Corrosion Of Weathering Steels

Corrosion Of Weathering Steels

Corrosion of Weathering Steels The corrosion reaction for low-alloy steel is identical to that of regular steel; the difference can be seen in the effect of the alloys on the formation of the protective layer. A good explanation of the mechanism of atmospheric corrosion of steel seems to be that...
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Corrosion of Weathering Steels

The corrosion reaction for low-alloy steel is identical to that of regular steel; the difference can be seen in the effect of the alloys on the formation of the protective layer.

A good explanation of the mechanism of atmospheric corrosion of steel seems to be that of Misawa et al. [1974], where corrosion begins with the anodic dissolution of iron into ferrous ions (Fe 2+ ). These ferrous ions react with moisture (hydrolysis) on the surface of the steel to form FeOH + . The FeOH + in turn reacts with the oxygen (oxidation) in the atmosphere to form -FeOOH, which crystallizes and precipitates out of the system (the rate of crystallization and precipitation is increased if a drying cycle occurs). Moisture mixed with pollutants, such as sulphur dioxide SO2, has a relatively low pH. In contact with this mixture, the crystalline -FeOOH dissolves to form the amorphous FeOx(OH)3-2x, which precipitates again. Finally, the FeOx(OH)3-2x undergoes a solid state transformation (deprotonation with hydroxyl ions from rainwater) to become -FeOOH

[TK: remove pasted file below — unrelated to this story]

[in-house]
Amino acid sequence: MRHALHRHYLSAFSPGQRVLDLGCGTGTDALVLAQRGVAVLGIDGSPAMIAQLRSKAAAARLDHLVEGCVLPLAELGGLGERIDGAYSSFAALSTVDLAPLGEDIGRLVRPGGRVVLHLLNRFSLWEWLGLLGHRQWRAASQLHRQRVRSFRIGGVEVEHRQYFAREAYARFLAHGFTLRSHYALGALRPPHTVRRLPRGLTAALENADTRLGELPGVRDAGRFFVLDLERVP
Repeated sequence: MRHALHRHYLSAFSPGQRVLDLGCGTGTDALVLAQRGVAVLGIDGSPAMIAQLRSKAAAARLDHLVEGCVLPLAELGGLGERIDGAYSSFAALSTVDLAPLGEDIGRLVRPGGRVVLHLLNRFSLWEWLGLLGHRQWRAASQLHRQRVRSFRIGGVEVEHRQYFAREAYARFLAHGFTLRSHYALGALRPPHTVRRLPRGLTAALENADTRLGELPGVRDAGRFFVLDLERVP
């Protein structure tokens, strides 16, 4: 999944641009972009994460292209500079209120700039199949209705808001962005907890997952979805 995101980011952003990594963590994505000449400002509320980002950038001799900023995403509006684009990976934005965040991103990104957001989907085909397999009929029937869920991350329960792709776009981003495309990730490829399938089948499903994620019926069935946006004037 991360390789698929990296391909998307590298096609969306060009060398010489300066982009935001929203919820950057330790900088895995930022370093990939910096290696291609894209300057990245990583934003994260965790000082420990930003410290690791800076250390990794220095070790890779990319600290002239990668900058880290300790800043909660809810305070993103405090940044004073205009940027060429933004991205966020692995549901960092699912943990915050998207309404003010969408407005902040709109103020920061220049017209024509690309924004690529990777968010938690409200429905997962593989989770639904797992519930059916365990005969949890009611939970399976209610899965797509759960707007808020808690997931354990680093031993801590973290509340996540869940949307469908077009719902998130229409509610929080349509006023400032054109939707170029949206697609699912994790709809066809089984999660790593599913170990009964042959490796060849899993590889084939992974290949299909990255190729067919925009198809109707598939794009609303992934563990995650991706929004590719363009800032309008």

Kamimura et al. [2006] examined the ratio of -FeOOH to -FeOOH in weathering steel exposed to industrial and rural environments, and the ratio of -FeOOH to -FeOOH, - FeOOH and Fe2O3 in weathering steel exposed to marine environments. They found that once these ratios achieved a certain value, the corrosion rate remains below 0.01 mm/year, which is considered a slow rate of corrosion. This finding essentially verified the research in [Misawa et al. 1974]. It should be noted that the corrosion process is fostered by accessible oxygen, the creation of an acidic solution layer by means of sulphur oxides (a product of vehicle exhaust, among other things), and a continuous wet-dry cycle

According to Misawa et al. [1974], on a microscopic level, the corrosion layers of regular mild steel and weathering steel vary significantly. The layer on mild steel is uneven, with cracks and fissures that permit penetration of moisture, oxygen, and pollutants. The layer on weathering steel, however, is much more uniform and continuous; it is also found to contain relatively high amounts of the alloying elements particular to this type of steel, such as copper, chromium, and phosphorus. It appears, therefore, that these elements, which are evenly dispersed throughout the steel, enable the formation of a uniform layer of the corrosion product.

Corrosion of Weathering Steels

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